Driver delivers a stellar bodega speech, reminding us—as Rannells did last episode—that most of this cast can shine when given the proper tools and motivation. We know his character is an actor, but we also know Driver is the best actor of the lot. This episode lets him show it, whether it’s his oddball pronunciations, his laser-focused weirdness, or his utterly earnest care. Hannah receives that care so positively that the two rush back to her apartment to form one of the more adorably mismatched physical couplings in the show’s sexual history. With Hannah’s pregnant belly and Adam’s unkempt mane, it looks like Jesus cradling a Weeble Wobble. It’s cute and weird and off-puttingly easy: We’re not sure they deserve this.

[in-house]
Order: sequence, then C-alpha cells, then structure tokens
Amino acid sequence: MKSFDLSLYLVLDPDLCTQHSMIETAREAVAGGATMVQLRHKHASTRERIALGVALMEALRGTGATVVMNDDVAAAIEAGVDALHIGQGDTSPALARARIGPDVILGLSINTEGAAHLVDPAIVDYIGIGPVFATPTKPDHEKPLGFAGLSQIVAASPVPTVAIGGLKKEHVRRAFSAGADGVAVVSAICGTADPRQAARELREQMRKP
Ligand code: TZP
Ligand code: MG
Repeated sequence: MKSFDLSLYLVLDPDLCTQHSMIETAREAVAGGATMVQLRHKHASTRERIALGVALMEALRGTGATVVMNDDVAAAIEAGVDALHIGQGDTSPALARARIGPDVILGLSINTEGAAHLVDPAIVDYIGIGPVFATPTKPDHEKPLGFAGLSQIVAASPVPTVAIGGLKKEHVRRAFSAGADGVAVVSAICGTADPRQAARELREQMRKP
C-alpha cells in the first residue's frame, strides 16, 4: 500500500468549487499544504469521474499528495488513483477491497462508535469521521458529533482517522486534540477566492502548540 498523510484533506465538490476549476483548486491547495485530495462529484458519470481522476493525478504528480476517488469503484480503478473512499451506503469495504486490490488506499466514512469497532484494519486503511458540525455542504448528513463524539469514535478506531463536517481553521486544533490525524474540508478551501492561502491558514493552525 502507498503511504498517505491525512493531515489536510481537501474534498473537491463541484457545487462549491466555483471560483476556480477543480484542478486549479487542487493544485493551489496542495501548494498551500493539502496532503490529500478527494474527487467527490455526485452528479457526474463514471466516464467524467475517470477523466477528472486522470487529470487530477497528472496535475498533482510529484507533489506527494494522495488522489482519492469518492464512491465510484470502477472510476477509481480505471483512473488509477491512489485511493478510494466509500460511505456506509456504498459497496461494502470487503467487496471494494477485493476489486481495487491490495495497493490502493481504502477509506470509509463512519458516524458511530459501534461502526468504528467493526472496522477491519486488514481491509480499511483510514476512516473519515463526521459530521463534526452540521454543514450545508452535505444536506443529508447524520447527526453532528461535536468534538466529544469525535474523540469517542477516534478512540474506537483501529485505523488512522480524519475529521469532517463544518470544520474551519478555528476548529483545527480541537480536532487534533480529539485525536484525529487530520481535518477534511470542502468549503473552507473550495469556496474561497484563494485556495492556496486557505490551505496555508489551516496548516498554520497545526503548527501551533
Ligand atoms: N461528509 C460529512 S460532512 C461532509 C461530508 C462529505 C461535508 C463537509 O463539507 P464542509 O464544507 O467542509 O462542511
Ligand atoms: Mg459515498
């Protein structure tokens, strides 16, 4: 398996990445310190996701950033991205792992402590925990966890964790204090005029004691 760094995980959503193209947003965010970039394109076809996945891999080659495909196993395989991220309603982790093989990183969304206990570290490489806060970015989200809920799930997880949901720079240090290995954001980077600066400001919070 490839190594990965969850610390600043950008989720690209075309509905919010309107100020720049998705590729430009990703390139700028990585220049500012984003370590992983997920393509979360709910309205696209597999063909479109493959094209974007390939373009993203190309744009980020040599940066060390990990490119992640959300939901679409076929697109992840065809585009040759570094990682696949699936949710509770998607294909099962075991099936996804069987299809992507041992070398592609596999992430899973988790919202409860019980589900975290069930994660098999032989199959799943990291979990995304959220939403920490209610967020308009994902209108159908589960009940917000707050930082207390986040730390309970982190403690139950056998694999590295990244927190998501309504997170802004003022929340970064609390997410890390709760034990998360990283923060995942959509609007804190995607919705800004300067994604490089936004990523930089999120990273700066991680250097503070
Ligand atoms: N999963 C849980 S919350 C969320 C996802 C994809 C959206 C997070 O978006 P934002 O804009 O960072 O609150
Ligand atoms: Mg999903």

When Laird (Jon Glaser) storms in, sure he’s meant to raise Hannah’s baby after a conversation with Jessa, it’s hard not to wonder who exactly in the show isn’t looking to raise a child as a way to smooth out and stabilize their lives. Everyone’s apparently gone baby-crazy in this particular pocket of the city, ready to latch onto a newborn at a moment’s notice. Which, as anyone who’s ever raised a child know, is goddamn bananas.

The only uninterested (and uninformed) pair is Shoshanna (Zosia Mamet) and Ray (Alex Karpovsky). They make their long-awaited return as Ray attempts to turn some inherited old tapes into an anti-gentrification oral history. It’s a goal that he cares about and may also be achievable without being soul-sucking like his escapades in local government or small business ownership. Shoshanna, sadly, doesn’t get much to say about this—or anything at all, really. After one solid line delivery that could also double as a self-description (paraphrasing here: “you love her and she’s super great until you hate her because she never turns off.. she’s a lot”), Shosh is completely overrun by a chance encounter with her old boss, Abigail (Aidy Bryant).